The last few months of school have presented teachers, families, and especially, kids, with intense challenges. We continually ask, How can kids/adults attend to learning when we are going through so much?
Within the eco-system of school, there are so many variables to consider! It’s easy to feel overwhelmed, but through numerous partnerships with school communities, exploration of experience (both old and new), and LOTS of trial and error, the Minors have designed a few frameworks and strategies to make the work doable and supportive for all people involved in literacy learning.
Below, tap into some of the topics and offerings the Minors will weave through the July 12-15 Kids, Books & Anti-Racism Series in partnership with the Lesley University Center for Reading Recovery and Literacy Collaborative.
The Role of Community in Growing Positive Identities and Agency in Our Students
From COVID-19 to standardized testing to racial justice, kids have experienced A LOT this year. Their emotional core is fragile, and school communities can have great impact on supporting students’ well-being by cultivating space, time, and purposeful activities to help kids process what they’ve experienced in connection to who they are.
Teaching and Learning Experiences
Building Community through Curricular Connections and Reflective Practice through the book, Outside, Inside by LeUyen Pham
In this multidimensional learning activity, educators use LeUyen’s Pham’s picture book, Outside, Inside, to co-create time capsules with students to process the year living through a Global Pandemic. This robust, user friendly teaching bundle, created by Kass and LeUyen in partnership with The Author Village, provides suggested prompts for read-aloud in connection to literacy standards, as well as templates for kinesthetic learning and/or digital art work for the time capsule activities within the guide. In the suggested projects, kids work in community to name, surface, and memorialize their experiences in connection to their peers’, expanding perspectives and relational understanding of the varied personal, societal, and global circumstances that factor into how we remember this year. Read more about the context of this work here, featured on KQED Mindshift.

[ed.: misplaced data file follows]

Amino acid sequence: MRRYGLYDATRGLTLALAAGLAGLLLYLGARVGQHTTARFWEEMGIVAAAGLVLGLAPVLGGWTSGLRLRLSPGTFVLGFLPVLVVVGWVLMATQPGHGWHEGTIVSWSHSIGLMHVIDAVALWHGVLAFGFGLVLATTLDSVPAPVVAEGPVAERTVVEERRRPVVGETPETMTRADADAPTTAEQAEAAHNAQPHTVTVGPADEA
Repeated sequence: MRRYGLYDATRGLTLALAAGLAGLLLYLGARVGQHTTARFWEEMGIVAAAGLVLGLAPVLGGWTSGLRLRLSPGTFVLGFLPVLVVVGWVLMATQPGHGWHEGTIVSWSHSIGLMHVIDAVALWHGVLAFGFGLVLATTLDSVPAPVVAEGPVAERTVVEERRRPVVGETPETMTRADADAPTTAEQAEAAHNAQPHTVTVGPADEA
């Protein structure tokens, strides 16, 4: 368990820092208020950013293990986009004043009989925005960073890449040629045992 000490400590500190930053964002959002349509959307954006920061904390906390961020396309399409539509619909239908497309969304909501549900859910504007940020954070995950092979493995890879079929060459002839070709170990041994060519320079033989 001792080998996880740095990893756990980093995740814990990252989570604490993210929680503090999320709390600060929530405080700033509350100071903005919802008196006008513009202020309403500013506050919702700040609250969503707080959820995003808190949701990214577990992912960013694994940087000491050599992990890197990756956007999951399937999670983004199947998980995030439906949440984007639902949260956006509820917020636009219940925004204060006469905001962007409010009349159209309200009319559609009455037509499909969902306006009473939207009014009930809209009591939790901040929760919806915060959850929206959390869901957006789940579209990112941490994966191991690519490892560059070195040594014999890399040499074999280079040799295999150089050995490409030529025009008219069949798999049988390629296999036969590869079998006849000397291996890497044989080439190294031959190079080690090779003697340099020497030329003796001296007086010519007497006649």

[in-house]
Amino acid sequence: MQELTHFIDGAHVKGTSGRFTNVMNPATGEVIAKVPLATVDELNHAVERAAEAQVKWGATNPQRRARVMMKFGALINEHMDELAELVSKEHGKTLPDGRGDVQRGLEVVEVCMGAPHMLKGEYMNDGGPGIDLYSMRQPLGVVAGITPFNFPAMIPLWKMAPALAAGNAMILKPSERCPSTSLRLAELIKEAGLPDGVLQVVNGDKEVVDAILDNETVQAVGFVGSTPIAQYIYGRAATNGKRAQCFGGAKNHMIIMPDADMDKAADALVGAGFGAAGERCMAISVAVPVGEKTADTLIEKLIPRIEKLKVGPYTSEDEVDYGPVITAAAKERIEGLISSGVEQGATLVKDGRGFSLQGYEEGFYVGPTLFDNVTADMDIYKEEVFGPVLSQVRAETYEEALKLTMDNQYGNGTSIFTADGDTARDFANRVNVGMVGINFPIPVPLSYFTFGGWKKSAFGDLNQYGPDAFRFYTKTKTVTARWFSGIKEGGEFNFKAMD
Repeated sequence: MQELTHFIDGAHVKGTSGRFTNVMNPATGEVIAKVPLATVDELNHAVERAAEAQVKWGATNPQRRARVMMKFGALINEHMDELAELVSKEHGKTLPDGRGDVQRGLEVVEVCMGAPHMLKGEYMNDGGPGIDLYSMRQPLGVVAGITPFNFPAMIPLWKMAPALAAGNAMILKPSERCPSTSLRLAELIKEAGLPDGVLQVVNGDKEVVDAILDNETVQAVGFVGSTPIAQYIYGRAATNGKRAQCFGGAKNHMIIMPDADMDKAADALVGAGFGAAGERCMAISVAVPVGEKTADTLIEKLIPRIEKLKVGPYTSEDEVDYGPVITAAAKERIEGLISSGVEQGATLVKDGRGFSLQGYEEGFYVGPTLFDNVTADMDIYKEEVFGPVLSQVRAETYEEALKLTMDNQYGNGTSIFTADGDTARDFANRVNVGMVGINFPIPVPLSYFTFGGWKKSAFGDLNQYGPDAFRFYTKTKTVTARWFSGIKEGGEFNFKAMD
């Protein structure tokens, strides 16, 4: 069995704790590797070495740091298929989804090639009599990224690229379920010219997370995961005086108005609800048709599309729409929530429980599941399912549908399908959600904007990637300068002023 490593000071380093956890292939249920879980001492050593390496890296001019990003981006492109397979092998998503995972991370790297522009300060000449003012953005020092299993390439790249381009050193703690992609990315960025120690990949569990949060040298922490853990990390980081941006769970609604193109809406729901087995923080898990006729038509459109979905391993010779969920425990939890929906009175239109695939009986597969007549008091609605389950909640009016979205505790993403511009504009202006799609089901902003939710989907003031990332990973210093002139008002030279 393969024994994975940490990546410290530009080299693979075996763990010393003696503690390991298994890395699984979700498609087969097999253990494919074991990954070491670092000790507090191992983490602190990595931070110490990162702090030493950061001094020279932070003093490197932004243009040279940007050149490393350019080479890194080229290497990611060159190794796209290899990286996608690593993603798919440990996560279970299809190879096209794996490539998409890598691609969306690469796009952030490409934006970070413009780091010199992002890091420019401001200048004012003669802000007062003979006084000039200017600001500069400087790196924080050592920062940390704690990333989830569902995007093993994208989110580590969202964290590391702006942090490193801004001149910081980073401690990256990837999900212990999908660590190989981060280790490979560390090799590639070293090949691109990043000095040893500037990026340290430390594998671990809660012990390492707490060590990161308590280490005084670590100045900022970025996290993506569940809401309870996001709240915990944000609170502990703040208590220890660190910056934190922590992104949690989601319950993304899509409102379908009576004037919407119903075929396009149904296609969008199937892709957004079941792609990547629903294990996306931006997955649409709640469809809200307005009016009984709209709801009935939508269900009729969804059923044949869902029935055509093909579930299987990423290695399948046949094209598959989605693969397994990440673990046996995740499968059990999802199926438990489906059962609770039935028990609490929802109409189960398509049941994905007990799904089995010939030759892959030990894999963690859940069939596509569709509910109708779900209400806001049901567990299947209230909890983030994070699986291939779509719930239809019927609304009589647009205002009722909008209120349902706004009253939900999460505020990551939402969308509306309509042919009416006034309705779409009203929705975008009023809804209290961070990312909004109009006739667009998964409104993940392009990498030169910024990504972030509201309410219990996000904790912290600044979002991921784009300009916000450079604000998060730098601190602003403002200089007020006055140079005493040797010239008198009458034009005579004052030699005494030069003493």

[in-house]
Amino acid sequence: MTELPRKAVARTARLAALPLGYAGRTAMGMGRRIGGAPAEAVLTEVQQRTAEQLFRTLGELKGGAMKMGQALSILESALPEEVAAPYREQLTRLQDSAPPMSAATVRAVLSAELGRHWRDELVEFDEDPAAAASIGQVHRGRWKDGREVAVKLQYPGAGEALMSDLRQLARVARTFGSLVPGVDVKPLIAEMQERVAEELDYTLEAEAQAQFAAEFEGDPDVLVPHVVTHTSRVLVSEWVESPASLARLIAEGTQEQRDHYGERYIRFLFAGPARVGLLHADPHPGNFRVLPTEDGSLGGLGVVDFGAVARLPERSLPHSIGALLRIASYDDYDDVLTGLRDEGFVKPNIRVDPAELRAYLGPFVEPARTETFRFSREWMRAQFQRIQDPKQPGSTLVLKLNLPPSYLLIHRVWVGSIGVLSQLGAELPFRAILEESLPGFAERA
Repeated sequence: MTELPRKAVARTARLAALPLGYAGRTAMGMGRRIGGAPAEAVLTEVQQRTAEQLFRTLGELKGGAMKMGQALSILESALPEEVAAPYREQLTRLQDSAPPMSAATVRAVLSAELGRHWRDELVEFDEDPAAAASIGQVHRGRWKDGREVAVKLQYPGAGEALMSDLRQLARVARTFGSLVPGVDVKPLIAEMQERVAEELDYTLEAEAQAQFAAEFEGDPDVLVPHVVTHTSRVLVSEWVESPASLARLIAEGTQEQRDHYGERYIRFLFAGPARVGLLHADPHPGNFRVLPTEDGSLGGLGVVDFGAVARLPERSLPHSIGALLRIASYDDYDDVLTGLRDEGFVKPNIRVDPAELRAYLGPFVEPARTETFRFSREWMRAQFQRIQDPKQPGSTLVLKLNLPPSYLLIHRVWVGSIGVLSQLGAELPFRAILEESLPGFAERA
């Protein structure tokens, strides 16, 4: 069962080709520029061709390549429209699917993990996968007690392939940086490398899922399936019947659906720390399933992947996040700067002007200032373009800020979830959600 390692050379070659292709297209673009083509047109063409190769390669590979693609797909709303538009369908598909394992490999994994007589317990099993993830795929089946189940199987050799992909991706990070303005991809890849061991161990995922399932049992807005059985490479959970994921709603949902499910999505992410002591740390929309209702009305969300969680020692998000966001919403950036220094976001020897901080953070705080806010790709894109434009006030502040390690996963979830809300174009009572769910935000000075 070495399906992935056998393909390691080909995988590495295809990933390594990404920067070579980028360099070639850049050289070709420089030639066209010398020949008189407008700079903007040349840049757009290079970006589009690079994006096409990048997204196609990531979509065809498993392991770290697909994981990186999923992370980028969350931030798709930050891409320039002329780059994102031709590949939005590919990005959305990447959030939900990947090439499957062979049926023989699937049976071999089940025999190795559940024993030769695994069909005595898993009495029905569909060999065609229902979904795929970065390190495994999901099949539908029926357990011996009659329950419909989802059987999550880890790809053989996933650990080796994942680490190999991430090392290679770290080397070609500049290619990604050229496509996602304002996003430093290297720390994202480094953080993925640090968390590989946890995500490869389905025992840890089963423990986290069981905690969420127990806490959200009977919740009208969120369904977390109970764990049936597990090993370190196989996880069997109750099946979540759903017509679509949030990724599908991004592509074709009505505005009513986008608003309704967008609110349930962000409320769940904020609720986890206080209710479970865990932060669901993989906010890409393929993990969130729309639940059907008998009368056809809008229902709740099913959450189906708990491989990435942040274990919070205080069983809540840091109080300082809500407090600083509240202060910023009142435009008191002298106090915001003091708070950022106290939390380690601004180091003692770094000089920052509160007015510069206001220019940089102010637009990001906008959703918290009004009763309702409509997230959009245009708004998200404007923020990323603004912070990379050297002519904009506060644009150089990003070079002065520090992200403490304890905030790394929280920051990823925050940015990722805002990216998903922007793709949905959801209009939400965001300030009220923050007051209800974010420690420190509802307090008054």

Building and Shifting School Culture
School “culture” is not a single thing. It is a lot of things, AND it is dynamic! It is the foundation where educators, families, students, and really, all people connected to school must work together to find and grow their values. While there are multiple stakeholders in the mix, here, we start with classroom practice and the relationship between classroom based teachers and learners. We are living in a time where young kids have to be taught how to do school, and older kids’ reentry to school must also be considered. This is particularly difficult, because WE are still learning how to do this kind of school. This teaching has to be as consistent as possible, but also loving, fun, and affirming.
Guide to Making Classroom Change
Learn more about your role in facilitating positive shifts in school culture by reading, watching and/or listening to Cornelius Minor’s Guide to Making Classroom Change, on the Heinemann blog, with clear resources for identifying and enacting change included in the post.
Continue the Work!
For further exploration on these topics and your role as a literacy educator in enacting change through the lens of anti-racism, kids, and books, join Kass and Cornelius Minor this summer from July 12-15, 2021. Participants will leave this live institute with concrete ways to think about how to connect reading to students’ lives, communities, and aspirations. Register here!